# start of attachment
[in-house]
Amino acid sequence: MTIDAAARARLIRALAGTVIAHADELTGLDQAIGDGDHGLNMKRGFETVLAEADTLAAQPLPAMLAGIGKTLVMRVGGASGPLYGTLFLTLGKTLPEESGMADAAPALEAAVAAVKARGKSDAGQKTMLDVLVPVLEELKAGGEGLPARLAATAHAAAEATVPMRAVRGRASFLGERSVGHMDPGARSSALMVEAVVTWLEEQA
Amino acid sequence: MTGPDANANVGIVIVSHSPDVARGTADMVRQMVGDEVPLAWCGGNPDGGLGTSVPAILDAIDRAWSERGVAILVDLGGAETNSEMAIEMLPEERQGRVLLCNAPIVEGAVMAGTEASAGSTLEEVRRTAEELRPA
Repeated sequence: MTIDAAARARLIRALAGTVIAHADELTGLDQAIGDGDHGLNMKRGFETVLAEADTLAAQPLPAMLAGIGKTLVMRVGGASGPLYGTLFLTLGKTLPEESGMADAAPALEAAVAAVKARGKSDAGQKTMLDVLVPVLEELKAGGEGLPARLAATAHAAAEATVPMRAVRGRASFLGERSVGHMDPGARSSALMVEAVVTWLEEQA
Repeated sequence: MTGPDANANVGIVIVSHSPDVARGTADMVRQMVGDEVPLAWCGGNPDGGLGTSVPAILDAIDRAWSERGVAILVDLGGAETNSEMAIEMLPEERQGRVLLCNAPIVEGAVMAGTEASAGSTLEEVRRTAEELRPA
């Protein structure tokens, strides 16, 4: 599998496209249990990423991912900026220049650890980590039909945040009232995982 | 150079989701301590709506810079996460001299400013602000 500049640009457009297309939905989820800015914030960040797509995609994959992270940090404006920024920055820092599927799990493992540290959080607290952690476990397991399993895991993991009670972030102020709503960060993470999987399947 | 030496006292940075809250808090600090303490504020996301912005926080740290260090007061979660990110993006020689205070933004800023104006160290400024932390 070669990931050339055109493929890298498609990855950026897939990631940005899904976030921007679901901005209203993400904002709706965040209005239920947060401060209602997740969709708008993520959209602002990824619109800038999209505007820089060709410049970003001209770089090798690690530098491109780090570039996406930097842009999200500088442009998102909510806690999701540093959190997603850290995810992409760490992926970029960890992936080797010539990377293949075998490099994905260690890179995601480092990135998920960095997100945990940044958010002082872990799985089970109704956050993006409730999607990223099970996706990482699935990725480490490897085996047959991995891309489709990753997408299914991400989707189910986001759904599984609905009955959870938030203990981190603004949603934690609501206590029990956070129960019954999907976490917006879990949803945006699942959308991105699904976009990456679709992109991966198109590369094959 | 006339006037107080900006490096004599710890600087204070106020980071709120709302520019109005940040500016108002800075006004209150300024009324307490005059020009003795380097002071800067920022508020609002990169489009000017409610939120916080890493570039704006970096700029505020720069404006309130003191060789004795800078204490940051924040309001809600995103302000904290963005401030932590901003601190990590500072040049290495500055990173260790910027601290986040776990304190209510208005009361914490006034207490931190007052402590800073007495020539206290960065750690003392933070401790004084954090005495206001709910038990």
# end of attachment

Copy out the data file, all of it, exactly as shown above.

[in-house]
Amino acid sequence: MTIDAAARARLIRALAGTVIAHADELTGLDQAIGDGDHGLNMKRGFETVLAEADTLAAQPLPAMLAGIGKTLVMRVGGASGPLYGTLFLTLGKTLPEESGMADAAPALEAAVAAVKARGKSDAGQKTMLDVLVPVLEELKAGGEGLPARLAATAHAAAEATVPMRAVRGRASFLGERSVGHMDPGARSSALMVEAVVTWLEEQA
Amino acid sequence: MTGPDANANVGIVIVSHSPDVARGTADMVRQMVGDEVPLAWCGGNPDGGLGTSVPAILDAIDRAWSERGVAILVDLGGAETNSEMAIEMLPEERQGRVLLCNAPIVEGAVMAGTEASAGSTLEEVRRTAEELRPA
Repeated sequence: MTIDAAARARLIRALAGTVIAHADELTGLDQAIGDGDHGLNMKRGFETVLAEADTLAAQPLPAMLAGIGKTLVMRVGGASGPLYGTLFLTLGKTLPEESGMADAAPALEAAVAAVKARGKSDAGQKTMLDVLVPVLEELKAGGEGLPARLAATAHAAAEATVPMRAVRGRASFLGERSVGHMDPGARSSALMVEAVVTWLEEQA
Repeated sequence: MTGPDANANVGIVIVSHSPDVARGTADMVRQMVGDEVPLAWCGGNPDGGLGTSVPAILDAIDRAWSERGVAILVDLGGAETNSEMAIEMLPEERQGRVLLCNAPIVEGAVMAGTEASAGSTLEEVRRTAEELRPA
């Protein structure tokens, strides 16, 4: 599998496209249990990423991912900026220049650890980590039909945040009232995982 | 150079989701301590709506810079996460001299400013602000 500049640009457009297309939905989820800015914030960040797509995609994959992270940090404006920024920055820092599927799990493992540290959080607290952690476990397991399993895991993991009670972030102020709503960060993470999987399947 | 030496006292940075809250808090600090303490504020996301912005926080740290260090007061979660990110993006020689205070933004800023104006160290400024932390 070669990931050339055109493929890298498609990855950026897939990631940005899904976030921007679901901005209203993400904002709706965040209005239920947060401060209602997740969709708008993520959209602002990824619109800038999209505007820089060709410049970003001209770089090798690690530098491109780090570039996406930097842009999200500088442009998102909510806690999701540093959190997603850290995810992409760490992926970029960890992936080797010539990377293949075998490099994905260690890179995601480092990135998920960095997100945990940044958010002082872990799985089970109704956050993006409730999607990223099970996706990482699935990725480490490897085996047959991995891309489709990753997408299914991400989707189910986001759904599984609905009955959870938030203990981190603004949603934690609501206590029990956070129960019954999907976490917006879990949803945006699942959308991105699904976009990456679709992109991966198109590369094959 | 006339006037107080900006490096004599710890600087204070106020980071709120709302520019109005940040500016108002800075006004209150300024009324307490005059020009003795380097002071800067920022508020609002990169489009000017409610939120916080890493570039704006970096700029505020720069404006309130003191060789004795800078204490940051924040309001809600995103302000904290963005401030932590901003601190990590500072040049290495500055990173260790910027601290986040776990304190209510208005009361914490006034207490931190007052402590800073007495020539206290960065750690003392933070401790004084954090005495206001709910038990």